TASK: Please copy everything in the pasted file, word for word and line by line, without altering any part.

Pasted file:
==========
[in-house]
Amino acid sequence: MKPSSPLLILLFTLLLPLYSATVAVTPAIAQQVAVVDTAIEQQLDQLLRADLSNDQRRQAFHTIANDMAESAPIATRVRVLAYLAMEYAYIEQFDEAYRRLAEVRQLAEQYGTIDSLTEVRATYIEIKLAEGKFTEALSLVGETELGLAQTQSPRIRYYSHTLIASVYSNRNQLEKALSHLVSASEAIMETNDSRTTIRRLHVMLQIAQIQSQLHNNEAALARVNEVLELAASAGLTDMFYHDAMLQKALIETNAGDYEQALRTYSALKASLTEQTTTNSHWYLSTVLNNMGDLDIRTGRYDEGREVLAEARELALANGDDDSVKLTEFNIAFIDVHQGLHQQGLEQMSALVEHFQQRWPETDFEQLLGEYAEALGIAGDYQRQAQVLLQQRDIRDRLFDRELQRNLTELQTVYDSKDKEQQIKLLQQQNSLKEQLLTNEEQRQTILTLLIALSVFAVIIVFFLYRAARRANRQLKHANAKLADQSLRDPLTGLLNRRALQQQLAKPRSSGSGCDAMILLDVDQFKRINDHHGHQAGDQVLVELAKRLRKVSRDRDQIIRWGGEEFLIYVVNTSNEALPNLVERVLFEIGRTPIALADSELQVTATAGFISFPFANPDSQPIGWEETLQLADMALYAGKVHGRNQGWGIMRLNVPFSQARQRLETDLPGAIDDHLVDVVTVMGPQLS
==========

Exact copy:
[in-house]
Amino acid sequence: MKPSSPLLILLFTLLLPLYSATVAVTPAIAQQVAVVDTAIEQQLDQLLRADLSNDQRRQAFHTIANDMAESAPIATRVRVLAYLAMEYAYIEQFDEAYRRLAEVRQLAEQYGTIDSLTEVRATYIEIKLAEGKFTEALSLVGETELGLAQTQSPRIRYYSHTLIASVYSNRNQLEKALSHLVSASEAIMETNDSRTTIRRLHVMLQIAQIQSQLHNNEAALARVNEVLELAASAGLTDMFYHDAMLQKALIETNAGDYEQALRTYSALKASLTEQTTTNSHWYLSTVLNNMGDLDIRTGRYDEGREVLAEARELALANGDDDSVKLTEFNIAFIDVHQGLHQQGLEQMSALVEHFQQRWPETDFEQLLGEYAEALGIAGDYQRQAQVLLQQRDIRDRLFDRELQRNLTELQTVYDSKDKEQQIKLLQQQNSLKEQLLTNEEQRQTILTLLIALSVFAVIIVFFLYRAARRANRQLKHANAKLADQSLRDPLTGLLNRRALQQQLAKPRSSGSGCDAMILLDVDQFKRINDHHGHQAGDQVLVELAKRLRKVSRDRDQIIRWGGEEFLIYVVNTSNEALPNLVERVLFEIGRTPIALADSELQVTATAGFISFPFANPDSQPIGWEETLQLADMALYAGKVHGRNQGWGIMRLNVPFSQARQRLETDLPGAIDDHLVDVVTVMGPQLS